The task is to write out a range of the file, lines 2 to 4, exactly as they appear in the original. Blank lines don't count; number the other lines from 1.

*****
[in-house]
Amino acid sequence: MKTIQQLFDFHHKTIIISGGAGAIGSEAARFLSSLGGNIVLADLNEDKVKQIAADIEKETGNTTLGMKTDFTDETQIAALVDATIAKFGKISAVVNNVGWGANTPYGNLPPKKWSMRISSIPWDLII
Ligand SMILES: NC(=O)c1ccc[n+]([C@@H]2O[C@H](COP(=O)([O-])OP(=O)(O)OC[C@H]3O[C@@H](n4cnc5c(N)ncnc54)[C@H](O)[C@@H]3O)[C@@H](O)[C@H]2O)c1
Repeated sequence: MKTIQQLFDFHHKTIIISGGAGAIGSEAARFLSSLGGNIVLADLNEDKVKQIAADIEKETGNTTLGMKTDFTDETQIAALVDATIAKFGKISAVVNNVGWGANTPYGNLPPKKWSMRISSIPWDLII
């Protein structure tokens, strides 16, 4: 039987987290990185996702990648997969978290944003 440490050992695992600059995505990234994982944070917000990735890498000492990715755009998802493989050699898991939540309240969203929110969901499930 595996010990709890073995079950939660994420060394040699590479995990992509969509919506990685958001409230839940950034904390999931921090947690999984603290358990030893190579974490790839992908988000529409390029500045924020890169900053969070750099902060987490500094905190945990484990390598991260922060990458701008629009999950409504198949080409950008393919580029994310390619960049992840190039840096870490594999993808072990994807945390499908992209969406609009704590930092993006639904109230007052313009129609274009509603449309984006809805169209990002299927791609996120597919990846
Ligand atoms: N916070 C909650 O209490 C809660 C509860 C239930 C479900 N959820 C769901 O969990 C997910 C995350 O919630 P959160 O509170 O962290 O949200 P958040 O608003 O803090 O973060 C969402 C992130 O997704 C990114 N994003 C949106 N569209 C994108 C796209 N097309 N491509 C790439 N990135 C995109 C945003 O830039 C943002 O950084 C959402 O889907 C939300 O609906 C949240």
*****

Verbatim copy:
Amino acid sequence: MKTIQQLFDFHHKTIIISGGAGAIGSEAARFLSSLGGNIVLADLNEDKVKQIAADIEKETGNTTLGMKTDFTDETQIAALVDATIAKFGKISAVVNNVGWGANTPYGNLPPKKWSMRISSIPWDLII
Ligand SMILES: NC(=O)c1ccc[n+]([C@@H]2O[C@H](COP(=O)([O-])OP(=O)(O)OC[C@H]3O[C@@H](n4cnc5c(N)ncnc54)[C@H](O)[C@@H]3O)[C@@H](O)[C@H]2O)c1
Repeated sequence: MKTIQQLFDFHHKTIIISGGAGAIGSEAARFLSSLGGNIVLADLNEDKVKQIAADIEKETGNTTLGMKTDFTDETQIAALVDATIAKFGKISAVVNNVGWGANTPYGNLPPKKWSMRISSIPWDLII